“The Sell Sider” is a column written for the sell side of the digital media community.
Today's column is written by Ian Hewetson, vice president of client services at Eyereturn Marketing.
Forget this summer’s solar eclipse. We’re witnessing something far more unusual right now: the universal endorsement of a single system in the ad tech world, the adoption of Ads.txt.
Ads.txt truly is an elegantly simple, universally accessible solution to a problem that’s bedeviled the industry for far too long. But in the rollout excitement, a few subtle issues are emerging that may have outsize effects on buyers and sellers without the right level of oversight.
Ads.txt solves a single problem: domain spoofing. This is where someone creates a fraudulent site and passes the false domain to the supply-side platform (SSP), which sends the false domain to a demand-side platform (DSP), which bids on it.
Advertisers suffer because they’re not buying New York Times inventory. The New York Times suffers because the fake NYT inventory undercuts its pricing. And the reputation of ad tech suffers for allowing this to continue.
Though this is simple, the devil can be in the details. In the course of an Ads.txt rollout, it became clear that a lack of communication between publishers and SSPs could break the system. Critically, the only party that can really identify these breakdowns is the DSP.
For example, we saw one instance where a publisher had implemented its Ads.txt file for two major sellers. It contacted both sellers to ensure that it was done correctly so that its inventory would be surfaced by those sellers as Ads.txt-verified. Both sellers confirmed that all was good, which the publisher took at face value.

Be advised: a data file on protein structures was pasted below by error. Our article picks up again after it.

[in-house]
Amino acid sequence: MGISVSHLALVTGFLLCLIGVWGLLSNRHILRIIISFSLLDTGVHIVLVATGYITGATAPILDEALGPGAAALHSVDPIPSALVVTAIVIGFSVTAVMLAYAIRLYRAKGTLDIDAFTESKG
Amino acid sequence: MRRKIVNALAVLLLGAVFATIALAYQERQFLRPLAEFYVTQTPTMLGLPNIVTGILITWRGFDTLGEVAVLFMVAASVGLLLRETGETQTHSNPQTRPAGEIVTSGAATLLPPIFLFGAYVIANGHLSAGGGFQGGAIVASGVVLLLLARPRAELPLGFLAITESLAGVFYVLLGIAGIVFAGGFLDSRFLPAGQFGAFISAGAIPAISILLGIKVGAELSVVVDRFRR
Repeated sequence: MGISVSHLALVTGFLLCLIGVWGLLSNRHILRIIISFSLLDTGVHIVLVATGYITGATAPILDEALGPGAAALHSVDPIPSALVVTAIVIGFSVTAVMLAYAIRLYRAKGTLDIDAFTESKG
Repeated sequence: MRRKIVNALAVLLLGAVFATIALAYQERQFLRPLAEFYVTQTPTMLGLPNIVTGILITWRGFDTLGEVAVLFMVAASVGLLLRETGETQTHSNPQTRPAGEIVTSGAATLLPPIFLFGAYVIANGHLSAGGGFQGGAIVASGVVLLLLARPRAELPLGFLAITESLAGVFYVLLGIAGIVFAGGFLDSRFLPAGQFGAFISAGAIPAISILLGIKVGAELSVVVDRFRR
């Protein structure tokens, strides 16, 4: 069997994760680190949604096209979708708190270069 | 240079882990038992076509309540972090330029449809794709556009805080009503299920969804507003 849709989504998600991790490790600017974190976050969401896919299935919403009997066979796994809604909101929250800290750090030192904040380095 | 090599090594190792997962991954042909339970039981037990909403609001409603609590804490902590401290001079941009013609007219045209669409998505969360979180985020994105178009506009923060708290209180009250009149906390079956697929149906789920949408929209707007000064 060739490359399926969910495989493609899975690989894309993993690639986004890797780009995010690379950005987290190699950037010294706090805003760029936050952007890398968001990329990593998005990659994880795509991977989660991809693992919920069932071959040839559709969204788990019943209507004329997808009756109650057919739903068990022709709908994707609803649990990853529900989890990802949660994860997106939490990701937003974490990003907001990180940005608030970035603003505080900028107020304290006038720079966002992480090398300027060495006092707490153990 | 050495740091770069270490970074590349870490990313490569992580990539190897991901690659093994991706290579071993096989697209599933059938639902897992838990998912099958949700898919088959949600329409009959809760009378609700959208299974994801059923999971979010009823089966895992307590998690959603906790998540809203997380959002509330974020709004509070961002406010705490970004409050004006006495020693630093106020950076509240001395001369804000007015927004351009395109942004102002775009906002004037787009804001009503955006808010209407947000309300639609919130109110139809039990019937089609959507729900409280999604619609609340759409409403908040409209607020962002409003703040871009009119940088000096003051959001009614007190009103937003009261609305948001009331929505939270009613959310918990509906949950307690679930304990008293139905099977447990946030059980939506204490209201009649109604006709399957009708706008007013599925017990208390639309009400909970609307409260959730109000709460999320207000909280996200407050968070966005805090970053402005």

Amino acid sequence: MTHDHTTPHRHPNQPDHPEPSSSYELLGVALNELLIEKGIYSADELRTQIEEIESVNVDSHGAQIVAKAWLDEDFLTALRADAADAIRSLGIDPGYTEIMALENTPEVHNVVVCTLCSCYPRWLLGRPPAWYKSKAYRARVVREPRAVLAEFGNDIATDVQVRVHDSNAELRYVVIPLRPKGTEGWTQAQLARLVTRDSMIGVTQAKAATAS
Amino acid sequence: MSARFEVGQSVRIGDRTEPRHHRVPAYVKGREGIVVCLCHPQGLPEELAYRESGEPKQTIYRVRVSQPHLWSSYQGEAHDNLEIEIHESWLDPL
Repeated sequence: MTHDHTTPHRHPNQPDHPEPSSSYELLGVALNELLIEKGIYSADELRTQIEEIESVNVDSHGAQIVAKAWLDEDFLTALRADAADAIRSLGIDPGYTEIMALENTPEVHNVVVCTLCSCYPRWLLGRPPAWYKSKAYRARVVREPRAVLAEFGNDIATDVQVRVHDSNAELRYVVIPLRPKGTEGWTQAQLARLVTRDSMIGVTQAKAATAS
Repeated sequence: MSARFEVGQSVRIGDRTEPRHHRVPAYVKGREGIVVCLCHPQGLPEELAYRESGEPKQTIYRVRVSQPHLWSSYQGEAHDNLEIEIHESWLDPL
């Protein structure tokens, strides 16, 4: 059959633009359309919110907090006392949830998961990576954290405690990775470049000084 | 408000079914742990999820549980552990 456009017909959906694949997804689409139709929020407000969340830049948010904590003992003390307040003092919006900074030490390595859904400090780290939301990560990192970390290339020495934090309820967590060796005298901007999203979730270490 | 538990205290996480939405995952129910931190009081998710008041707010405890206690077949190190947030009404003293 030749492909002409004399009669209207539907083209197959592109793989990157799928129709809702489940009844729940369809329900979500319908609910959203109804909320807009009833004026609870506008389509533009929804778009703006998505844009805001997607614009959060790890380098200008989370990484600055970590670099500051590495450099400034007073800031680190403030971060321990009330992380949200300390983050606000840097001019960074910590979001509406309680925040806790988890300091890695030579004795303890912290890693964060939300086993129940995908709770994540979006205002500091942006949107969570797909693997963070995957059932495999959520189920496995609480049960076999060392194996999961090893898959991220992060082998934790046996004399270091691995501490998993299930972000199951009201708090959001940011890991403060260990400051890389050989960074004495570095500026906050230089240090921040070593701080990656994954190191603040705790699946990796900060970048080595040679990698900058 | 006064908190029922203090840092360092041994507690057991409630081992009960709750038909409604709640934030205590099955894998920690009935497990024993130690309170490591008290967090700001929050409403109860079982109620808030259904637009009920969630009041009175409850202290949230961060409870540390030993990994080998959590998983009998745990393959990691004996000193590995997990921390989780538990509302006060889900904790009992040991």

Except all was not good. In both cases, the publisher’s inventory was not being seen by buyers as Ads.txt-compliant.
For the first seller, the Ads.txt protocol was outside the general standard. This seller uses multiple legitimate paths to sale, and the Ads.txt setup is rather convoluted, requiring distinct domains for different types of inventory. Strike 1: The publisher failed to interpret the specs correctly and implemented Ads.txt incorrectly. Strike 2: The seller looked at the implementation and declared it to be valid when it was not.
In the case of the second seller, the Ads.txt setup was very straightforward, and the publisher implemented it correctly. But it appears the seller was not passing the publisher ID on the bid request, resulting in a mismatch, which stops any bidding on this inventory. In this case too, the publisher reached out to the seller, but the last I heard, the issue was still unresolved.
Both issues only came to light during Ads.txt testing of my company’s DSP when we checked Ads.txt compliance on our top 1,000 domains. Having a relationship with this publisher and not seeing its inventory as approved, we contacted it and helped with the investigation.
When we first raised the flag, the publisher initially assured us that its implementation was golden because both of its sellers had verified that it was. It took some actual investigation and collaboration to figure out the issue.
What we’ve taken away from the experience is that Ads.txt is a great solution to the problem of spoofed domains. What we’ve also discovered is that it’s subject to a wide variety of missteps on the implementation side, and these missteps can slip through multiple hands unless verification is done on the demand side.
If you’re a publisher reading this and you’ve noticed any decline in demand since implementing Ads.txt, you should check with your DSP to make sure your implementation is correct. And if you’re on the demand side and not seeing specific inventory sources, give those publishers a call.
We’re all in this together, and while it’s a programmatic world, sometimes it takes some real-world collaboration to get the job done right.